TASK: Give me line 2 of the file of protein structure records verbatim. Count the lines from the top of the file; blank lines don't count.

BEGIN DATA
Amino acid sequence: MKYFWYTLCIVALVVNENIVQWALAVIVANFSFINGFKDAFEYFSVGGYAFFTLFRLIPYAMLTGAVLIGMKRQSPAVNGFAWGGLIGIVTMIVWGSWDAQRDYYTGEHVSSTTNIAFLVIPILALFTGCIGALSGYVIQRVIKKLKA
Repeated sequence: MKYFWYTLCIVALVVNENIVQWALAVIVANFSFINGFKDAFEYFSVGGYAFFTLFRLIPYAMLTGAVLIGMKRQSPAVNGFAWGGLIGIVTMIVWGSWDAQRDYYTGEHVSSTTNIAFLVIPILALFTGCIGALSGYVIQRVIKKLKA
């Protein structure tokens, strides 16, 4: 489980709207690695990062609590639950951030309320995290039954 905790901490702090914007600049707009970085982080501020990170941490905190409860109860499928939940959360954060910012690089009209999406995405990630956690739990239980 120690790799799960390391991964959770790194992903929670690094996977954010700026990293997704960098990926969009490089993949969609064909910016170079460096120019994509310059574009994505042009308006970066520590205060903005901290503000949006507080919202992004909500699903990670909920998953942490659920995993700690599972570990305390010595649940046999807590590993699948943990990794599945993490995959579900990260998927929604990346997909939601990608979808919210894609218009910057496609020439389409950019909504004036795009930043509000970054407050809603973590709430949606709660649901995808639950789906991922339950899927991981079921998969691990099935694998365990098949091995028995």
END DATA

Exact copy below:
Repeated sequence: MKYFWYTLCIVALVVNENIVQWALAVIVANFSFINGFKDAFEYFSVGGYAFFTLFRLIPYAMLTGAVLIGMKRQSPAVNGFAWGGLIGIVTMIVWGSWDAQRDYYTGEHVSSTTNIAFLVIPILALFTGCIGALSGYVIQRVIKKLKA